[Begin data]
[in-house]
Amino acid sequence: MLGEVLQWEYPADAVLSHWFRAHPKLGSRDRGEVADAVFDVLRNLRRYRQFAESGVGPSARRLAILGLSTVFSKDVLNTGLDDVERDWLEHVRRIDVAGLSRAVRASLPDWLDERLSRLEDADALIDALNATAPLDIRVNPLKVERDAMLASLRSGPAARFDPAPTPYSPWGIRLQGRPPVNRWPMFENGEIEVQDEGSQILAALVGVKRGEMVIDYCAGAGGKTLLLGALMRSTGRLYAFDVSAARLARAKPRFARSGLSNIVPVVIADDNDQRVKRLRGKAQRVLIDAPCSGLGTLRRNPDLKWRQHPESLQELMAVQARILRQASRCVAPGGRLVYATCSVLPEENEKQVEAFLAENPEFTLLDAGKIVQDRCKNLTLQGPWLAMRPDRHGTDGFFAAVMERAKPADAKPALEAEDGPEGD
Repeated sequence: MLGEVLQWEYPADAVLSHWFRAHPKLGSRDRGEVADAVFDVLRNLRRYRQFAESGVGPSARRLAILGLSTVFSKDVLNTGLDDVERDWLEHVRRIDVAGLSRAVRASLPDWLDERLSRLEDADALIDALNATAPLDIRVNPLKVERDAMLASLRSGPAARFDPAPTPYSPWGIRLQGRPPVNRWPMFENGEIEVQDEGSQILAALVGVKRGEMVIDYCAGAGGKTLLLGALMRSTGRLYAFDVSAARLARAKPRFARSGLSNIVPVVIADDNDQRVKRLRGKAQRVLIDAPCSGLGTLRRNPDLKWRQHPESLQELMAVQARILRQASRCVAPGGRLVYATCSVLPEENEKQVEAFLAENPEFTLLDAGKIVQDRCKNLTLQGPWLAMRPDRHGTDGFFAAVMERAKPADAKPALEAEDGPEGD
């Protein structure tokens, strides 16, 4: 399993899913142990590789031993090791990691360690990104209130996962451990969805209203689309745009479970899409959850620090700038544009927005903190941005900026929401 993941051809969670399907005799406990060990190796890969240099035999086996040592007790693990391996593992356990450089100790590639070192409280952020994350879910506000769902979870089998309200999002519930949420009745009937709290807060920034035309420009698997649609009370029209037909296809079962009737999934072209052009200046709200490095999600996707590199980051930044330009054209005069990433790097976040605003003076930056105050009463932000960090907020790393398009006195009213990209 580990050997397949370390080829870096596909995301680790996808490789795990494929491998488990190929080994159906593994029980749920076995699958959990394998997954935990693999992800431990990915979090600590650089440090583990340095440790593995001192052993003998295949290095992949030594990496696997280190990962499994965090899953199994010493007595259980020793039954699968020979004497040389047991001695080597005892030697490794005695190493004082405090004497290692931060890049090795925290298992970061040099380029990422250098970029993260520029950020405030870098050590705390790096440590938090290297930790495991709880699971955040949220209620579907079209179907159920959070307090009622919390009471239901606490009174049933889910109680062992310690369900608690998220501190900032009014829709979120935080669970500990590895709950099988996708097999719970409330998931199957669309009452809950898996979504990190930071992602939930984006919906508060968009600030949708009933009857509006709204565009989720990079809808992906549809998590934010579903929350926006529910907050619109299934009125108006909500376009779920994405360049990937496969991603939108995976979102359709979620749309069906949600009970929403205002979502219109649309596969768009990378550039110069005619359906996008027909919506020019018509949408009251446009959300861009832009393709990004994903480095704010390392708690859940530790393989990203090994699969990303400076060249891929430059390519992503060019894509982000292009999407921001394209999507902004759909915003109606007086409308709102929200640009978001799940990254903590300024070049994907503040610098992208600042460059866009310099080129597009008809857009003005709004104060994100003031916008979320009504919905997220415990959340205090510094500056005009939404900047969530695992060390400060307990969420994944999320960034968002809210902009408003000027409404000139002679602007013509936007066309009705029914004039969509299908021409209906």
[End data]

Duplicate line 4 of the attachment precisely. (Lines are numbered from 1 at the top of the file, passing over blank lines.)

């Protein structure tokens, strides 16, 4: 399993899913142990590789031993090791990691360690990104209130996962451990969805209203689309745009479970899409959850620090700038544009927005903190941005900026929401 993941051809969670399907005799406990060990190796890969240099035999086996040592007790693990391996593992356990450089100790590639070192409280952020994350879910506000769902979870089998309200999002519930949420009745009937709290807060920034035309420009698997649609009370029209037909296809079962009737999934072209052009200046709200490095999600996707590199980051930044330009054209005069990433790097976040605003003076930056105050009463932000960090907020790393398009006195009213990209 580990050997397949370390080829870096596909995301680790996808490789795990494929491998488990190929080994159906593994029980749920076995699958959990394998997954935990693999992800431990990915979090600590650089440090583990340095440790593995001192052993003998295949290095992949030594990496696997280190990962499994965090899953199994010493007595259980020793039954699968020979004497040389047991001695080597005892030697490794005695190493004082405090004497290692931060890049090795925290298992970061040099380029990422250098970029993260520029950020405030870098050590705390790096440590938090290297930790495991709880699971955040949220209620579907079209179907159920959070307090009622919390009471239901606490009174049933889910109680062992310690369900608690998220501190900032009014829709979120935080669970500990590895709950099988996708097999719970409330998931199957669309009452809950898996979504990190930071992602939930984006919906508060968009600030949708009933009857509006709204565009989720990079809808992906549809998590934010579903929350926006529910907050619109299934009125108006909500376009779920994405360049990937496969991603939108995976979102359709979620749309069906949600009970929403205002979502219109649309596969768009990378550039110069005619359906996008027909919506020019018509949408009251446009959300861009832009393709990004994903480095704010390392708690859940530790393989990203090994699969990303400076060249891929430059390519992503060019894509982000292009999407921001394209999507902004759909915003109606007086409308709102929200640009978001799940990254903590300024070049994907503040610098992208600042460059866009310099080129597009008809857009003005709004104060994100003031916008979320009504919905997220415990959340205090510094500056005009939404900047969530695992060390400060307990969420994944999320960034968002809210902009408003000027409404000139002679602007013509936007066309009705029914004039969509299908021409209906």